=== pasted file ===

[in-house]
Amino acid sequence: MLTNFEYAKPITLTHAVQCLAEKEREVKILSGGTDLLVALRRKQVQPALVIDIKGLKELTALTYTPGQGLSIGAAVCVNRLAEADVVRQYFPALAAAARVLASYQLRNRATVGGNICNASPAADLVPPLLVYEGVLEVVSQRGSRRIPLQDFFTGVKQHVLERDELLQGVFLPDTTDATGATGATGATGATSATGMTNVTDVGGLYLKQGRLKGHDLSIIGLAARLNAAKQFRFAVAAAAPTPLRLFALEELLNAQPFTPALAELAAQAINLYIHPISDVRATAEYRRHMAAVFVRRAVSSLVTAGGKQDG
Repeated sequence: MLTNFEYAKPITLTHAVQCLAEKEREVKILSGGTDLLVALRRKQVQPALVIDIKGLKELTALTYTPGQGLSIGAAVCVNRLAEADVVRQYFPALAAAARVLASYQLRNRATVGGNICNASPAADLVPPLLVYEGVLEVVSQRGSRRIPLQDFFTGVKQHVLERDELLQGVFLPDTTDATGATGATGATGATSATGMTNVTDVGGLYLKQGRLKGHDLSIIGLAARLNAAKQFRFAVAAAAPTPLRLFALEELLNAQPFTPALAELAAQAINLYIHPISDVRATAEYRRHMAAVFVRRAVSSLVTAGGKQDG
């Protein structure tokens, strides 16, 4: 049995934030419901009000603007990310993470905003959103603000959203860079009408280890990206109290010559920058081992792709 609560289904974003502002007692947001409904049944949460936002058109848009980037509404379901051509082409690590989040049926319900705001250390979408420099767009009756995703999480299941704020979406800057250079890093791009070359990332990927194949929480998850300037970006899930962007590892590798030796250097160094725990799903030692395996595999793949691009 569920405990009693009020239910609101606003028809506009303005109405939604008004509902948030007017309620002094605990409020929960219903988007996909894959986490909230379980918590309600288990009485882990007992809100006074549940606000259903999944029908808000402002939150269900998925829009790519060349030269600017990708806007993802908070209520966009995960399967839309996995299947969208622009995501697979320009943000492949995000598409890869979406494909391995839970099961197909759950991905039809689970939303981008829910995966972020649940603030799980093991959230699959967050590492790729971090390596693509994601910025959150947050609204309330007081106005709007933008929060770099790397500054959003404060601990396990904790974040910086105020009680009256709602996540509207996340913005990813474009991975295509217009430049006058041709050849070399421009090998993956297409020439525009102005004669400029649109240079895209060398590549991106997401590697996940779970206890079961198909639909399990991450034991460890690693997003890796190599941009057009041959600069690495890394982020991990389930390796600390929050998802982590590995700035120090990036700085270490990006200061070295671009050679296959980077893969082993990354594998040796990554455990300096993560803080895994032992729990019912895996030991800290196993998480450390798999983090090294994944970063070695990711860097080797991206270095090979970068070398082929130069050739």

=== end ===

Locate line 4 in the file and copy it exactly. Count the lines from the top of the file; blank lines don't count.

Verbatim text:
């Protein structure tokens, strides 16, 4: 049995934030419901009000603007990310993470905003959103603000959203860079009408280890990206109290010559920058081992792709 609560289904974003502002007692947001409904049944949460936002058109848009980037509404379901051509082409690590989040049926319900705001250390979408420099767009009756995703999480299941704020979406800057250079890093791009070359990332990927194949929480998850300037970006899930962007590892590798030796250097160094725990799903030692395996595999793949691009 569920405990009693009020239910609101606003028809506009303005109405939604008004509902948030007017309620002094605990409020929960219903988007996909894959986490909230379980918590309600288990009485882990007992809100006074549940606000259903999944029908808000402002939150269900998925829009790519060349030269600017990708806007993802908070209520966009995960399967839309996995299947969208622009995501697979320009943000492949995000598409890869979406494909391995839970099961197909759950991905039809689970939303981008829910995966972020649940603030799980093991959230699959967050590492790729971090390596693509994601910025959150947050609204309330007081106005709007933008929060770099790397500054959003404060601990396990904790974040910086105020009680009256709602996540509207996340913005990813474009991975295509217009430049006058041709050849070399421009090998993956297409020439525009102005004669400029649109240079895209060398590549991106997401590697996940779970206890079961198909639909399990991450034991460890690693997003890796190599941009057009041959600069690495890394982020991990389930390796600390929050998802982590590995700035120090990036700085270490990006200061070295671009050679296959980077893969082993990354594998040796990554455990300096993560803080895994032992729990019912895996030991800290196993998480450390798999983090090294994944970063070695990711860097080797991206270095090979970068070398082929130069050739």